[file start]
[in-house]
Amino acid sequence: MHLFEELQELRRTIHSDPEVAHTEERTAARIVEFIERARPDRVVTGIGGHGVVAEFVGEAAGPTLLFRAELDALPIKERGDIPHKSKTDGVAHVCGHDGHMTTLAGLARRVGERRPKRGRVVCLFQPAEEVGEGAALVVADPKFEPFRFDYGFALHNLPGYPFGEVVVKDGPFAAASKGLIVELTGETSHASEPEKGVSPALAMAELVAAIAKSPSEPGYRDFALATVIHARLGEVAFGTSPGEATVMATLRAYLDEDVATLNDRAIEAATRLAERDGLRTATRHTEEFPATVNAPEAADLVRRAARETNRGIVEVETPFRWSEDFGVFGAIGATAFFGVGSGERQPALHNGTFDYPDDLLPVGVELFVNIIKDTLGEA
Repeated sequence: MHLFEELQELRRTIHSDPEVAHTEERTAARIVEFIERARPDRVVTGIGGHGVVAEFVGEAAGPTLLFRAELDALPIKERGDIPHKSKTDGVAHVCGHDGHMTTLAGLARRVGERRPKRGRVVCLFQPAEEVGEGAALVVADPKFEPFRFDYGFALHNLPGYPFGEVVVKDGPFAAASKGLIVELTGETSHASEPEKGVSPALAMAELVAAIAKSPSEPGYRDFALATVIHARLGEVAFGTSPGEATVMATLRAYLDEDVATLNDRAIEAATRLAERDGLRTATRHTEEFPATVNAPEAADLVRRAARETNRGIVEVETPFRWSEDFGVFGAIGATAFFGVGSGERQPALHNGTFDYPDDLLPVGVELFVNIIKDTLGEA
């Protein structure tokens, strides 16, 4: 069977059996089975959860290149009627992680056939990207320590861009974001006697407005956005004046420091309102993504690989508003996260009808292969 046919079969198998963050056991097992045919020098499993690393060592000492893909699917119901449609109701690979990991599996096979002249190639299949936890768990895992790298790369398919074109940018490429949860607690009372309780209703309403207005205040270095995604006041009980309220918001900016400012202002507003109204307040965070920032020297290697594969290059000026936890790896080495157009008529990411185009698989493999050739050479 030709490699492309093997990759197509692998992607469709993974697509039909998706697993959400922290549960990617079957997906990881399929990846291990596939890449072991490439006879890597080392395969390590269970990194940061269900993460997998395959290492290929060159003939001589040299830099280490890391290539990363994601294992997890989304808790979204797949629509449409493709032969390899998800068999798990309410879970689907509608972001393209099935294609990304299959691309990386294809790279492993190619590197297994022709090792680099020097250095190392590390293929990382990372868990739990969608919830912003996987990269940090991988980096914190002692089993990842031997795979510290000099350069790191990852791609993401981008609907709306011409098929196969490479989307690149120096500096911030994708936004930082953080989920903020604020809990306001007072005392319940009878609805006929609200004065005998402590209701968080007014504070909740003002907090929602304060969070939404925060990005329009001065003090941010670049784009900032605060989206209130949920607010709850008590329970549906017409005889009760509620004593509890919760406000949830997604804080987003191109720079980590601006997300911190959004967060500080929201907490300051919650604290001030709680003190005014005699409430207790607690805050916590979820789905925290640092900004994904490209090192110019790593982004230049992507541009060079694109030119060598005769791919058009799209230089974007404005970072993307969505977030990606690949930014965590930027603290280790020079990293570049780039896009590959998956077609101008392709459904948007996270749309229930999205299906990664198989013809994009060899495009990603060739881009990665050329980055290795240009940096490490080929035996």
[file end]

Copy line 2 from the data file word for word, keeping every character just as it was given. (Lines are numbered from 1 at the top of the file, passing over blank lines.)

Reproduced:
Amino acid sequence: MHLFEELQELRRTIHSDPEVAHTEERTAARIVEFIERARPDRVVTGIGGHGVVAEFVGEAAGPTLLFRAELDALPIKERGDIPHKSKTDGVAHVCGHDGHMTTLAGLARRVGERRPKRGRVVCLFQPAEEVGEGAALVVADPKFEPFRFDYGFALHNLPGYPFGEVVVKDGPFAAASKGLIVELTGETSHASEPEKGVSPALAMAELVAAIAKSPSEPGYRDFALATVIHARLGEVAFGTSPGEATVMATLRAYLDEDVATLNDRAIEAATRLAERDGLRTATRHTEEFPATVNAPEAADLVRRAARETNRGIVEVETPFRWSEDFGVFGAIGATAFFGVGSGERQPALHNGTFDYPDDLLPVGVELFVNIIKDTLGEA